# Gravitional Potential Energy Formula Magnitude confusion

It is pretty intuitive that increasing the height or distance of an object and also increasing the mass of it increases the gravitational potential energy (GPE).

Basically the question is asking, with regards to this equation $$U=-\frac{GMm}{r}$$ if you increase mass, this makes the $$U$$ more negative whilst increasing the distance makes it less negative (closer to 0). This is confusing because even though both increasing distance and mass will increase "GPE", it's not reflected in the output number of the formula, $$U$$.

Could someone help me understand that although both increase the stored energy, they change in $$U$$ differently?

No, my question is not a duplicate, as the flagged question asks why $$U$$ is a negative value, of which I completely understand why it is negative. My question is why the $$U$$ changes as it does, becoming more negative with more mass which is odd, as it would seem to suggest a decrease in the GPE of the system.

It is pretty intuitive that increasing the height or distance of an object and also increasing the mass of it increases the gravitational potential energy (GPE).

This is true for the casual calculation where $$U = mgh$$ and where you are considering $$h > 0$$.

Let's instead look at a case where we might want to use $$h < 0$$.

We have a 1kg bucket and a 10kg toolchest to be lowered below a construction site. Sitting on the ground, both have potential energy equal to zero, because we set the ground to be $$h = 0$$. With the bottom of the pit 10m down, the gravitational potential energy of each will become:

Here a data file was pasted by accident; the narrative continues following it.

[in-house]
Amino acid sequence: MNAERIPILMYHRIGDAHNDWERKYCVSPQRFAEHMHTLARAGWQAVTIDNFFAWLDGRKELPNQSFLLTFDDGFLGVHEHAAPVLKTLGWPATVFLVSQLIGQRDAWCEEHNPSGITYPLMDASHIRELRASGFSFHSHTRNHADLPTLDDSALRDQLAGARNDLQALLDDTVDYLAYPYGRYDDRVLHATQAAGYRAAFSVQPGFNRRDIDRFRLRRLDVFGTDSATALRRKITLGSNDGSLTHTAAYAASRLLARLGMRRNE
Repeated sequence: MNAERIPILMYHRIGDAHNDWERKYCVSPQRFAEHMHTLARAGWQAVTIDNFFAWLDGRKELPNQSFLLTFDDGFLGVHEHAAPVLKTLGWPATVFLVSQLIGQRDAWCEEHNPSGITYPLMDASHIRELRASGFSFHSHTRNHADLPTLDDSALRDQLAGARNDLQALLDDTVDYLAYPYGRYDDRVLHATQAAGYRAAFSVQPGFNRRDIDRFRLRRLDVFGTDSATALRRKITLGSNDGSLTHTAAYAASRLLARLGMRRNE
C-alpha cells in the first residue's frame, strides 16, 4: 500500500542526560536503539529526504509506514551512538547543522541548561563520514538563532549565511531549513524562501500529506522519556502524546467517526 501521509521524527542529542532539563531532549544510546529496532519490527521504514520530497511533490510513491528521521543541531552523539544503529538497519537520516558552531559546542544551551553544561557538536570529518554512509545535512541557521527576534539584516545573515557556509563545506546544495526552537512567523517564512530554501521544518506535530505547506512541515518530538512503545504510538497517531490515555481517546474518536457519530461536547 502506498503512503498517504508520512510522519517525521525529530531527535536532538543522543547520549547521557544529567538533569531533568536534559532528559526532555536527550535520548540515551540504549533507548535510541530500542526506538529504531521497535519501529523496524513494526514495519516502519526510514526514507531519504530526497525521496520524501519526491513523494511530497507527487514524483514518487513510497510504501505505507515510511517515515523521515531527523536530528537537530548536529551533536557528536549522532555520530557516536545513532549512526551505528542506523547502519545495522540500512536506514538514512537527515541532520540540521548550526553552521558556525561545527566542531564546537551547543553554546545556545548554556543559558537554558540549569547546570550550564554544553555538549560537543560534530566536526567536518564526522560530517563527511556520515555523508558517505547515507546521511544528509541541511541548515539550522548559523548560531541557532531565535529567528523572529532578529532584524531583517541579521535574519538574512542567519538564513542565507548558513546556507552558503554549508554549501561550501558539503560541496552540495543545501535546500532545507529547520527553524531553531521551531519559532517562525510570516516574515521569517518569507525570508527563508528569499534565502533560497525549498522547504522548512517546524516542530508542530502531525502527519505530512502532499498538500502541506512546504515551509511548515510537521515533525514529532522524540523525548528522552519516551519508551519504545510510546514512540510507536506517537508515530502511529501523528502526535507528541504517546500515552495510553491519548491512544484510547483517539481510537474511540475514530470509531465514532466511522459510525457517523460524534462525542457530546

$$U_{bucket} \sim -100 J$$ $$U_{toolchest} \sim -1000 J$$

In this case increasing the mass of the object didn't increase the potential energy, it decreased it. What it really does is increase the change as we depart from the zero point. It's more positive or more negative for a given distance.

So the difference is that most uses of $$U = mgh$$ tend to be at locations above the zero point, while all uses of $$U = -\frac{GMm}{r}$$ are at locations below the zero point.

• This is already explained in the answers to the flagged question. – sammy gerbil Jan 17 at 0:25

I think that the confusion is arising due to two different formulas of GPE that are $$mgh$$ and $$\frac{−GMm}{r}$$

$$mgh$$ is actually a derived and slightly "edited" from of the latter.

See the following SE question : Derivation

So it is important to note that $$mgh$$ is change in energy and not energy itself. The latter formula is the true formula of GPE.

Regarding your question : As one increases distance, GPE would become less negative i.e. change in energy is positive as predicted by the $$mgh$$.

As we increase mass, GPE would become more negative so change in GPE should be negative but we can't use $$mgh$$ to get the change now. While deriving the formula, we assume mass to be same and distance varying. If we want to study change in GPE as per change in mass we will need to consider distance constant and then derive a new formula.

The law of gravitation is

$$F=-\frac{GMm}{r^2}$$

Where $$F$$ is the force exerted by $$M$$ on $$m$$ and vice versa. The gravitational potential energy function can be derived from the law of gravitation.

Lets assume $$M$$ is the mass of the earth and $$m$$ is your mass. The force the earth exerts on you will equal your mass, $$m$$, times the acceleration due to gravity at the surface of the earth, $$g$$. We can calculate $$g$$ from the following

$$g=-\frac{GM}{r^2}$$

Where

• $$G$$ is the universal gravitational constant $$= 6.674\times10^{11}$$ N kg$$^{-2}$$ m$$^2$$
• $$M$$ is the mass of the earth $$= 5.9742 \times 10^{24}$$ kg
• $$r$$ is the radius of the earth $$= 6378$$ km at the equator.

Which gives us, using proper units, $$g=-9.8 \frac{\text{m}}{\text{s}^2}$$ at the surface of the earth.

Now, when we apply the equation $$GPE=mgh$$, it is the difference in the gravitational potential energy of $$m$$ between the surface of the earth and the height $$h$$. $$g$$ can be assumed to be constant provided $$h$$ is negligibly small compared to $$r$$. If it isn’t, then you would need to redo the above calculation to determine a new $$g$$ using a new value of $$r$$

Bottom line, the $$h$$ in $$mgh$$ is not the same as $$r$$ in the gravitational potential energy equation. Consequently an increase in either $$m$$ or $$h$$ results in an increase in gravitational potential energy near the surface of the earth. This does not contradict the gravitational potential energy function.

Hope this helps.